You know how sometimes you test a cake recipe a few too many times because you’re a perfectionist and then you’ve got approximately one million egg yolks in your fridge with no purpose?
*crickets*Well, here is something to do with them: “I Got Yolks” Chocolate Chip Cookies!
*more crickets* + *excitement for cookies*Anyway…this is a recipe born of necessity. Namely, the necessity to not waste good ingredients. Also, the necessity for something that can be eaten immediately or frozen for later or left on your friends’ front steps for a socially distanced surprise. Trust me, they’ll be beyond thrilled with a bag of these.“I Got Yolks” Chocolate Chip Cookies are, in a word, spectacular. They’re super rich and chewy from three large egg yolks, melted butter, and brown sugar, and incredibly tender thanks to the addition of confectioners sugar. I threw the confectioner’s sugar in the first batch on a whim just to see what would happen and, well, it won’t be the last time. The sweetness, structure and texture it provides are really something—like the cornstarch I put in my other cookies, but better.The cookie dough comes together the same way most chocolate chip cookie doughs do—mix together wet and dry ingredients separately, combine them, and fold in some chocolate chips. Give the dough a chill, then roll it into balls and bake until they’re puffed and golden. They’ll get those gorgeous rumples and cracks as they cool–perfect resting spots for granules of coarse salt.
Coarse salt + Chocolate Chip Cookies = best friends forever ❤ These are not only my current favorite way to use up egg yolks, but also my current favorite chocolate chip cookies. They are nice and thick, with crisp exteriors, soft centers, a rich caramel flavor and the perfect amount of chocolate chips. The confectioner’s sugar in the dough gives them an extra-smooth quality and has the added benefit of keeping them soft for days. That’s saying something—I’m a total diva about day-old cookies.One more great thing about this recipe is that you can age the dough. I suppose you can age any cookie dough, actually, but I rarely have the fridge space. If you’ve never tried it, aging is as simple as keeping the dough in the fridge for up to a week before rolling and baking. By letting it sit for an extended period, you’re allowing the flavors to deepen in a really wonderful way. The exteriors get a light sheen after baking and the brown sugar flavor really sings. Try it. You’ll like it.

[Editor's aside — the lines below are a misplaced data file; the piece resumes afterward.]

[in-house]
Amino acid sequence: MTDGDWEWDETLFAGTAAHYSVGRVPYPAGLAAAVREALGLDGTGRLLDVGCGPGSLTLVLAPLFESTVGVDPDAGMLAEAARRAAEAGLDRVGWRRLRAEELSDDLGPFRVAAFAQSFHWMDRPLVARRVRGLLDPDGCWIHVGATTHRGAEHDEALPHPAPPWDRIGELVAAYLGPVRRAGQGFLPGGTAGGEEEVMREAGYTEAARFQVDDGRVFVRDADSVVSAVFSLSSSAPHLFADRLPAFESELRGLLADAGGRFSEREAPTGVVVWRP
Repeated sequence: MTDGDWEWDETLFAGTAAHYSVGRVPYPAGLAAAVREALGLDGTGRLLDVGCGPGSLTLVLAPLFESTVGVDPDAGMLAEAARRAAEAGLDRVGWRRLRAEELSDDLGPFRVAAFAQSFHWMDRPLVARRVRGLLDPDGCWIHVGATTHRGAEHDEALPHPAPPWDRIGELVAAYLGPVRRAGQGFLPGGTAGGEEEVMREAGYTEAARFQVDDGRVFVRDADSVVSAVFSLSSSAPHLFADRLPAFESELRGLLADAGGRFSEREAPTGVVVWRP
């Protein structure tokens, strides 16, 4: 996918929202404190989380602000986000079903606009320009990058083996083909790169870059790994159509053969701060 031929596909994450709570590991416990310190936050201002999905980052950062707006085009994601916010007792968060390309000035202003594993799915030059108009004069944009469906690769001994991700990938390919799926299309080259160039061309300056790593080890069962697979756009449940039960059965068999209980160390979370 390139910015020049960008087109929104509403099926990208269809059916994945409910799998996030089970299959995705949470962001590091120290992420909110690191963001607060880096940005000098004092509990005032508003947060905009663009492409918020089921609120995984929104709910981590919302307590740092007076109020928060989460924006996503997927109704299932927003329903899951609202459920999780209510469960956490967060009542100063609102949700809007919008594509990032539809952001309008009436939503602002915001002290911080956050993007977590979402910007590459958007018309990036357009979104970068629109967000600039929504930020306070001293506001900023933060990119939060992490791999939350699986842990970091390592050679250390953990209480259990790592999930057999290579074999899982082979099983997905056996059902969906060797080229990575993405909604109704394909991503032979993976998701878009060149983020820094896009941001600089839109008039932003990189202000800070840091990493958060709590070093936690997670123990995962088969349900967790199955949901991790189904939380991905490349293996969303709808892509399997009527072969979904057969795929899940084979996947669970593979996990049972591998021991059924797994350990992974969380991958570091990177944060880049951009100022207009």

“I Got Yolks” Chocolate Chip Cookies
makes about 2.5 dozen cookies
2 1/4 cups all-purpose flour
1/2 teaspoon baking soda
1/2 teaspoon baking powder
1/2 teaspoon Kosher or sea salt
1 cup unsalted butter, melted and cooled slightly
1 cup light or dark brown sugar, packed
3/4 cup confectioners sugar
3 large egg yolks
1 1/2 teaspoons pure vanilla extract
1 1/2 cups semisweet chocolate chips
coarse salt or other finishing salt, for garnish (optional)
In a small-medium mixing bowl, whisk together flour, baking soda, baking powder and salt. Set aside.
In a large mixing bowl, whisk together butter, brown sugar and confectioner’s sugar until completely combined. Mix in egg yolks, followed by vanilla. Add dry ingredients in two installments, mixing to combine. Use a silicone spatula or wooden spoon to fold in chocolate chips.
Cover dough with plastic wrap and chill for 2 hours or up to a week.
When you’re ready to bake, remove the dough from the refrigerator and let sit at room temperature for 10 minutes, or until hard but still scoopable.
Arrange oven racks in central positions (I do second from top and second from bottom), Preheat oven to 350F. Line 2 rimmed baking sheets with parchment paper.
Scoop dough in 2 tablespoon increments, roll into balls, and place them 3 inches apart on prepared pans. Bake 6 minutes, then rotate the pans top-to-bottom and front-to-back. Bake 5-6 more minutes, until golden and puffed. Sprinkle with coarse salt. Let cool 7-8 minutes on the pans, then use a spatula to remove the cookies to a rack to cool completely. Bring baking sheets back to room temperature before repeating rolling and baking processes with remaining dough.
Cookies will keep well covered at room temperature for 3-4 days.
Baked cookies may be wrapped tightly and frozen for up to 3 months. Thaw before enjoying.